Vatican finger-pointing in Holocaust controversy: Richard Williamson and the Society of St. Pius X
After two weeks of international outcry over the pope’s decision to readmit a Holocaust-denying bishop, the Vatican’s top leaders were still engaged in an extraordinarily severe—and rare—round of public criticism.
Jewish groups were outraged when Pope Benedict XVI lifted the 1988 excommunications of Bishop Richard Williamson and three other bishops in the traditionalist Society of St. Pius X (SSPX) on January 21.
Williamson had recently told Swedish television that at most 300,000 Jews “perished in Nazi concentration camps . . . not one of them by gassing in a gas chamber.”
Yet it took a full week after Wil liamson’s remarks became public for Benedict to publicly condemn the Nazi genocide of “millions of Jews” and express his “full and indisputable solidarity” with the Jewish people. Still another week passed before the Vatican demanded that Williamson recant “in an absolute and unequivocal way” his statements on the Holocaust—a demand to which the bishop responded with a letter to the Vatican apologizing for the “distress and problems” he has caused. However, he did not recant, saying only that he would reconsider the evidence about the Holocaust.
On February 5, none other than the pope’s chief spokesperson declared that the Vatican had mishandled the matter.
If the Vatican had condemned Williamson’s views at the same time it lifted his excommunication, “we would have saved ourselves many days of passion,” Federico Lombardi told the French newspaper La Croix. “We never had control of that message,” he said.
Lombardi concluded that the Vati can’s errors in handling the controversy reflect a systemic defect. “I think that a culture of communication still remains to be created in the Curia,” he said, referring to the church’s international government at the Vatican.
As if to prove his point, a high Vatican official on the same day departed from the solemn approach that church leaders from Benedict on down have taken to the crisis. Williamson’s Holocaust denials amount to a “silly remark” that needs to be “put in proportion,” said Cardinal Javier Lozano Barragán, head of the Vatican health care office.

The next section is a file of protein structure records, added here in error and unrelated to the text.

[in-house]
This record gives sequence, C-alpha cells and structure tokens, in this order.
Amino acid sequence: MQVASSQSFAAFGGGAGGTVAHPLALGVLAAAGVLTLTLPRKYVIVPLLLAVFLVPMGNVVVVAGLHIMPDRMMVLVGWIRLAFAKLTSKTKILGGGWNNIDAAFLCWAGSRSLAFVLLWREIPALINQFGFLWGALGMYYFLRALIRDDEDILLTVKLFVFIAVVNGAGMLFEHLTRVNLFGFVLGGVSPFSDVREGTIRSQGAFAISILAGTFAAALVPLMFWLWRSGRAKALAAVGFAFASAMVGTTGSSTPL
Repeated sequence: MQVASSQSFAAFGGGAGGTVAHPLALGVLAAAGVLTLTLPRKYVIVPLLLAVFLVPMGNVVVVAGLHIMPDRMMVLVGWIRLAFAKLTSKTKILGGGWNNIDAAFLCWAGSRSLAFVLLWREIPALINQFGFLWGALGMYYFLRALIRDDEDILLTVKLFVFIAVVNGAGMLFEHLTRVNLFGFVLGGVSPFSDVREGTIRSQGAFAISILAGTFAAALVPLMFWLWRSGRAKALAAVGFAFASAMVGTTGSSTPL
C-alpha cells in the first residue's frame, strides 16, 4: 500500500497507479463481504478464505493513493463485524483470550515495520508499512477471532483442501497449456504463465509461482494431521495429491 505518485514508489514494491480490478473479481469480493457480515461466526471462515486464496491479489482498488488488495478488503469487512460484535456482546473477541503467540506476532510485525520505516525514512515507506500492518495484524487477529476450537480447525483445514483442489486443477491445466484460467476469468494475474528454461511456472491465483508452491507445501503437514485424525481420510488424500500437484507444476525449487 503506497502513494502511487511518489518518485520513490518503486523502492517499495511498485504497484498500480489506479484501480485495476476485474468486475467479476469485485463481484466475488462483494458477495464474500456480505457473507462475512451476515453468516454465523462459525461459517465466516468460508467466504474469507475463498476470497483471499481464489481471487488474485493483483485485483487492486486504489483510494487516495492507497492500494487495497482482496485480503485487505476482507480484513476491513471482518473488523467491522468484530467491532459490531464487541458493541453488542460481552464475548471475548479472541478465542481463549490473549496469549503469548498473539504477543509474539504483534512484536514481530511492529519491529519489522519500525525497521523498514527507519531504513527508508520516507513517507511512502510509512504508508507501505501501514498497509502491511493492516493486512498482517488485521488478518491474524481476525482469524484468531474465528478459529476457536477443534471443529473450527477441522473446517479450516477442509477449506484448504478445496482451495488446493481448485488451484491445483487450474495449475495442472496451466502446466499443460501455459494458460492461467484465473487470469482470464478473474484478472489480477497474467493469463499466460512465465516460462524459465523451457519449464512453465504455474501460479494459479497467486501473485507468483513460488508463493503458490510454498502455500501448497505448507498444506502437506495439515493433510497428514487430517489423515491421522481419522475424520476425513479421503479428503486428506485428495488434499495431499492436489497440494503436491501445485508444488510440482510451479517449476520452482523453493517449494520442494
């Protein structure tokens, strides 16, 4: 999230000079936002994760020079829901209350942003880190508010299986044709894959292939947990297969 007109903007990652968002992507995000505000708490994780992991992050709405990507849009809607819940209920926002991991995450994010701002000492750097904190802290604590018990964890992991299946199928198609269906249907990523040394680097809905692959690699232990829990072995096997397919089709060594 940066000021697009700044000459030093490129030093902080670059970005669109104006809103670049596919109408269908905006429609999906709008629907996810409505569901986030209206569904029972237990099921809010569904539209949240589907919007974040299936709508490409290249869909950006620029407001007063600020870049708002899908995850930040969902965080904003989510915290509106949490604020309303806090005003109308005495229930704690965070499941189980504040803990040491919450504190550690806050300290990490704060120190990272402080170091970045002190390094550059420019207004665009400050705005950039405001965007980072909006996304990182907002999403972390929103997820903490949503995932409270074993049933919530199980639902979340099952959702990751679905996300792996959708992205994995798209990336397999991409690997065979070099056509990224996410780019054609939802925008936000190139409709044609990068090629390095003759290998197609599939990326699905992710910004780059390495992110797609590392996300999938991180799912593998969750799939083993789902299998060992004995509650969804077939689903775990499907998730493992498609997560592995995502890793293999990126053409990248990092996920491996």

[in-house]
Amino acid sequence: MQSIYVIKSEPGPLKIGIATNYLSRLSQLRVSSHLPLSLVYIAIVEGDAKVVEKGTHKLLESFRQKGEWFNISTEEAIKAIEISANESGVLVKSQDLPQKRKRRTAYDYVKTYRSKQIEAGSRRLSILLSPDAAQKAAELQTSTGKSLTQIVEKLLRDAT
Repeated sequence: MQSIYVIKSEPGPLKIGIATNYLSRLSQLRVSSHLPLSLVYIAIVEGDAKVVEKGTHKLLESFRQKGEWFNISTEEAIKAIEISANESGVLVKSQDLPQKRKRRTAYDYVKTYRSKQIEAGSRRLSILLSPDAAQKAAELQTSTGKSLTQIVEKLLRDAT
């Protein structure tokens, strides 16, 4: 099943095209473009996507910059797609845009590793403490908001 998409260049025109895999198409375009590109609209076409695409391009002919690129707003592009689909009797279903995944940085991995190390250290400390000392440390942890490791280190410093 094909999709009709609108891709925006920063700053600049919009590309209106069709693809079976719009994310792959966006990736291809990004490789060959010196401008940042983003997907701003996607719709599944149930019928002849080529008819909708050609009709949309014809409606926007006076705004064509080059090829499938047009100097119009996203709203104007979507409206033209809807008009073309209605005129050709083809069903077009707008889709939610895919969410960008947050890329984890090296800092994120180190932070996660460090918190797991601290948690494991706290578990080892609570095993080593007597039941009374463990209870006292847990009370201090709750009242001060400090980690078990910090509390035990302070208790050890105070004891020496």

“To make a silly remark is a sin, but not all sins entail excommunication, only the gravest sins,” such as abortion, the cardinal told the Argentinean newspaper La Nación.
According to Thomas J. Reese, author of Inside the Vatican, Lozano Barragán’s remarks reflect a characteristic failure of church leaders to stay “on message.” Unlike the White House or an American political campaign, the Vatican does not even try to orchestrate its senior officials’ statements to the press, Reese said. “They just don’t think that way.”
Fault-finding in the Williamson case has extended beyond the public relations debacle to the decision-making process itself: How could the pope not know about Williamson’s remarks, much less the furor they would create?
“There were misunderstandings and management errors in the Curia,” Cardinal Walter Kasper, the Vatican’s top ecumenical official, told Vatican Radio February 2.
A February 4 statement from the office of Cardinal Tarcisio Bertone, who as secretary of state is the Vatican’s No. 2 official, noted that Benedict had not known of Williamson’s inflammatory remarks before he readmitted him to the church. The clear implication was that someone had neglected to do the proper vetting.
Others have been more precise in assigning blame. Cardinal Karl Lehmann of Mainz, Germany, placed the blame with Cardinal Darío Castrillón Hoyos, who runs the Vatican office in charge of dealing with the SSPX and other disaffected traditionalist groups, and demanded “consequences for those who are responsible” for what he called a “catastrophic” decision.
Vatican spokesperson Lombardi said pointedly February 5 that “if someone should have known” about Williamson’s record, “it was Cardinal Castrillón.”
Reese, former editor of the Jesuit-run magazine America, said he could recall no other case of a Vatican spokesperson criticizing a cardinal by name in such a way. Yet however blame ought to be assigned, Reese said, Benedict is ultimately responsible for the mistakes of underlings he himself chose.
“Popes need people who will argue with them,” he said. “Benedict is a very smart man surrounded by people who are not as smart as he is, and who are therefore afraid to challenge his ideas and inclinations.”
In later developments, Williamson was dismissed as head of the Argen tinean seminary of his SSPX religious order, and his views prompted German chancellor Angela Merkel to express her concern to Pope Benedict.
The seminary said Williamson “in no way [reflects its] position,” adding that “a Catholic bishop cannot speak with ecclesiastical authority except on matters concerning faith and morality.”
A joint statement from Merkel and the Vatican on February 8 described the conversation as “cordial and constructive, marked by a common and deep awareness of the always-valid warning of the Shoah for humanity.” (Shoah is the Hebrew term for the Holocaust.) She had publicly said earlier that she felt the pope had not been sufficiently clear in rejecting Holocaust denial. –Religion News Service